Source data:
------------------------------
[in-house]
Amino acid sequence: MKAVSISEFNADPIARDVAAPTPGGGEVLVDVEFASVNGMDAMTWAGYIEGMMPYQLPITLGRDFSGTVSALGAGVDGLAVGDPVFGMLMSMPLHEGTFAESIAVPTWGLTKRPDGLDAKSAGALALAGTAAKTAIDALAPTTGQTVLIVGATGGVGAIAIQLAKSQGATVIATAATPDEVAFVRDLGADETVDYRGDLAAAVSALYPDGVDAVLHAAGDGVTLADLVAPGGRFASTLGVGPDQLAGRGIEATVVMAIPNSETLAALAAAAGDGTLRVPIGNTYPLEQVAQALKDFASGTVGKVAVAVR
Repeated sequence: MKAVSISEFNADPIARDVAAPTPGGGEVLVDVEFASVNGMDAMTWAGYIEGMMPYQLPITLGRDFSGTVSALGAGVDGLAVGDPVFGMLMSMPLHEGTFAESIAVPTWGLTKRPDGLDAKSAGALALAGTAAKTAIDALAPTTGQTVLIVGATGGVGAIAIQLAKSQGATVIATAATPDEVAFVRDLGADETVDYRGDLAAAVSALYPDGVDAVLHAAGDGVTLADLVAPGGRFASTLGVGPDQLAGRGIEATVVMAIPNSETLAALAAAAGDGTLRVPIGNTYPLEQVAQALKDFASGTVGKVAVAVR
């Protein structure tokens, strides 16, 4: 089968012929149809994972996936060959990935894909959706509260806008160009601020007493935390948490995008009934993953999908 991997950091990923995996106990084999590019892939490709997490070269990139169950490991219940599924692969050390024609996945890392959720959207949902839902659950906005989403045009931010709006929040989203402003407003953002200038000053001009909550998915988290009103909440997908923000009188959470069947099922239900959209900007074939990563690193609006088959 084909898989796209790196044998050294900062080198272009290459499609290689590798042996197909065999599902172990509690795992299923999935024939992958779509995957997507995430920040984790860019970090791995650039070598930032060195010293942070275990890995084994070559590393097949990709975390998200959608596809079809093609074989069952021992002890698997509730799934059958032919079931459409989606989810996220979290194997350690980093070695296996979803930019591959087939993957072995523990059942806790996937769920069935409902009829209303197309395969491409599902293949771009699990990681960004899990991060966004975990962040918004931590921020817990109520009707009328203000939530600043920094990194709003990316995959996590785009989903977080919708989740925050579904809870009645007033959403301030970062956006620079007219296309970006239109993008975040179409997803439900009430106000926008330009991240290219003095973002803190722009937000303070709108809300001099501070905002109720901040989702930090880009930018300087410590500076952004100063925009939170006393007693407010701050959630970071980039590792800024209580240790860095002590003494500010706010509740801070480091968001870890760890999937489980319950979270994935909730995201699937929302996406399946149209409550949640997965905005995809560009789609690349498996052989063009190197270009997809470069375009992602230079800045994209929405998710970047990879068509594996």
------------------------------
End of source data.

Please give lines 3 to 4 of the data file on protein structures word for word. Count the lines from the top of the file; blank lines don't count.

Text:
Repeated sequence: MKAVSISEFNADPIARDVAAPTPGGGEVLVDVEFASVNGMDAMTWAGYIEGMMPYQLPITLGRDFSGTVSALGAGVDGLAVGDPVFGMLMSMPLHEGTFAESIAVPTWGLTKRPDGLDAKSAGALALAGTAAKTAIDALAPTTGQTVLIVGATGGVGAIAIQLAKSQGATVIATAATPDEVAFVRDLGADETVDYRGDLAAAVSALYPDGVDAVLHAAGDGVTLADLVAPGGRFASTLGVGPDQLAGRGIEATVVMAIPNSETLAALAAAAGDGTLRVPIGNTYPLEQVAQALKDFASGTVGKVAVAVR
């Protein structure tokens, strides 16, 4: 089968012929149809994972996936060959990935894909959706509260806008160009601020007493935390948490995008009934993953999908 991997950091990923995996106990084999590019892939490709997490070269990139169950490991219940599924692969050390024609996945890392959720959207949902839902659950906005989403045009931010709006929040989203402003407003953002200038000053001009909550998915988290009103909440997908923000009188959470069947099922239900959209900007074939990563690193609006088959 084909898989796209790196044998050294900062080198272009290459499609290689590798042996197909065999599902172990509690795992299923999935024939992958779509995957997507995430920040984790860019970090791995650039070598930032060195010293942070275990890995084994070559590393097949990709975390998200959608596809079809093609074989069952021992002890698997509730799934059958032919079931459409989606989810996220979290194997350690980093070695296996979803930019591959087939993957072995523990059942806790996937769920069935409902009829209303197309395969491409599902293949771009699990990681960004899990991060966004975990962040918004931590921020817990109520009707009328203000939530600043920094990194709003990316995959996590785009989903977080919708989740925050579904809870009645007033959403301030970062956006620079007219296309970006239109993008975040179409997803439900009430106000926008330009991240290219003095973002803190722009937000303070709108809300001099501070905002109720901040989702930090880009930018300087410590500076952004100063925009939170006393007693407010701050959630970071980039590792800024209580240790860095002590003494500010706010509740801070480091968001870890760890999937489980319950979270994935909730995201699937929302996406399946149209409550949640997965905005995809560009789609690349498996052989063009190197270009997809470069375009992602230079800045994209929405998710970047990879068509594996």